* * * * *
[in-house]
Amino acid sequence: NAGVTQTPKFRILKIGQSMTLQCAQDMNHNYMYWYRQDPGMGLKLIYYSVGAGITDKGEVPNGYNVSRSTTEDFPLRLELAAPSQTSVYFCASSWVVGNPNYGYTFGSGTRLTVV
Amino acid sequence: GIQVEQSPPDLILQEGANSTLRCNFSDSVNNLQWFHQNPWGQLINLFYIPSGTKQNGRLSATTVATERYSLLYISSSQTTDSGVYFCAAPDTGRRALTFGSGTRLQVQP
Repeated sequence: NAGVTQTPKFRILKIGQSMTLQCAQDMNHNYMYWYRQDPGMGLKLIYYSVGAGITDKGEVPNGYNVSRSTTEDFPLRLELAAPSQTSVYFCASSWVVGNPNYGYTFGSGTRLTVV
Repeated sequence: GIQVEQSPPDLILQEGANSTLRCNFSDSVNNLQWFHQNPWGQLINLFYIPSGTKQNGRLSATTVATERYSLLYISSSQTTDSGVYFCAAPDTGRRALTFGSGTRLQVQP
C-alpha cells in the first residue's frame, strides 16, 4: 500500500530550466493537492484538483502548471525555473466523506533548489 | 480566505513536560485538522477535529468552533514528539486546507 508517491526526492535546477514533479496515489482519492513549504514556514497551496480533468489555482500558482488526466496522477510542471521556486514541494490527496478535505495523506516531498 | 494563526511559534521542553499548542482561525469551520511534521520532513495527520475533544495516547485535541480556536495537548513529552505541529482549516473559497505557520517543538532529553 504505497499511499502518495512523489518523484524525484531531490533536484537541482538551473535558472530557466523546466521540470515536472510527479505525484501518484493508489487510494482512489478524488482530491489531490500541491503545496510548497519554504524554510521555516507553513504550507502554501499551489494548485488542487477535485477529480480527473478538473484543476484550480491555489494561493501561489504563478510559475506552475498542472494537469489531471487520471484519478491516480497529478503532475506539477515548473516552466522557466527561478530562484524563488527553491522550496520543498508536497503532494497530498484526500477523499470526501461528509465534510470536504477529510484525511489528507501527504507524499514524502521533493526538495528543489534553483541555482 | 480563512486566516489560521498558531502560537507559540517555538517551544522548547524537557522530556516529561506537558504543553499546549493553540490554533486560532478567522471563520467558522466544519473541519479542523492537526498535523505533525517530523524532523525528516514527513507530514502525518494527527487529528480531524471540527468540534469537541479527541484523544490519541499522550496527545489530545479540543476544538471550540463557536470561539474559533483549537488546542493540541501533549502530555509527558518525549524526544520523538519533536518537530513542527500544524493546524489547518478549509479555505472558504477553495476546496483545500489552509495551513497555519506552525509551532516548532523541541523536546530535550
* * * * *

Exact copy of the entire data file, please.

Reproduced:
[in-house]
Amino acid sequence: NAGVTQTPKFRILKIGQSMTLQCAQDMNHNYMYWYRQDPGMGLKLIYYSVGAGITDKGEVPNGYNVSRSTTEDFPLRLELAAPSQTSVYFCASSWVVGNPNYGYTFGSGTRLTVV
Amino acid sequence: GIQVEQSPPDLILQEGANSTLRCNFSDSVNNLQWFHQNPWGQLINLFYIPSGTKQNGRLSATTVATERYSLLYISSSQTTDSGVYFCAAPDTGRRALTFGSGTRLQVQP
Repeated sequence: NAGVTQTPKFRILKIGQSMTLQCAQDMNHNYMYWYRQDPGMGLKLIYYSVGAGITDKGEVPNGYNVSRSTTEDFPLRLELAAPSQTSVYFCASSWVVGNPNYGYTFGSGTRLTVV
Repeated sequence: GIQVEQSPPDLILQEGANSTLRCNFSDSVNNLQWFHQNPWGQLINLFYIPSGTKQNGRLSATTVATERYSLLYISSSQTTDSGVYFCAAPDTGRRALTFGSGTRLQVQP
C-alpha cells in the first residue's frame, strides 16, 4: 500500500530550466493537492484538483502548471525555473466523506533548489 | 480566505513536560485538522477535529468552533514528539486546507 508517491526526492535546477514533479496515489482519492513549504514556514497551496480533468489555482500558482488526466496522477510542471521556486514541494490527496478535505495523506516531498 | 494563526511559534521542553499548542482561525469551520511534521520532513495527520475533544495516547485535541480556536495537548513529552505541529482549516473559497505557520517543538532529553 504505497499511499502518495512523489518523484524525484531531490533536484537541482538551473535558472530557466523546466521540470515536472510527479505525484501518484493508489487510494482512489478524488482530491489531490500541491503545496510548497519554504524554510521555516507553513504550507502554501499551489494548485488542487477535485477529480480527473478538473484543476484550480491555489494561493501561489504563478510559475506552475498542472494537469489531471487520471484519478491516480497529478503532475506539477515548473516552466522557466527561478530562484524563488527553491522550496520543498508536497503532494497530498484526500477523499470526501461528509465534510470536504477529510484525511489528507501527504507524499514524502521533493526538495528543489534553483541555482 | 480563512486566516489560521498558531502560537507559540517555538517551544522548547524537557522530556516529561506537558504543553499546549493553540490554533486560532478567522471563520467558522466544519473541519479542523492537526498535523505533525517530523524532523525528516514527513507530514502525518494527527487529528480531524471540527468540534469537541479527541484523544490519541499522550496527545489530545479540543476544538471550540463557536470561539474559533483549537488546542493540541501533549502530555509527558518525549524526544520523538519533536518537530513542527500544524493546524489547518478549509479555505472558504477553495476546496483545500489552509495551513497555519506552525509551532516548532523541541523536546530535550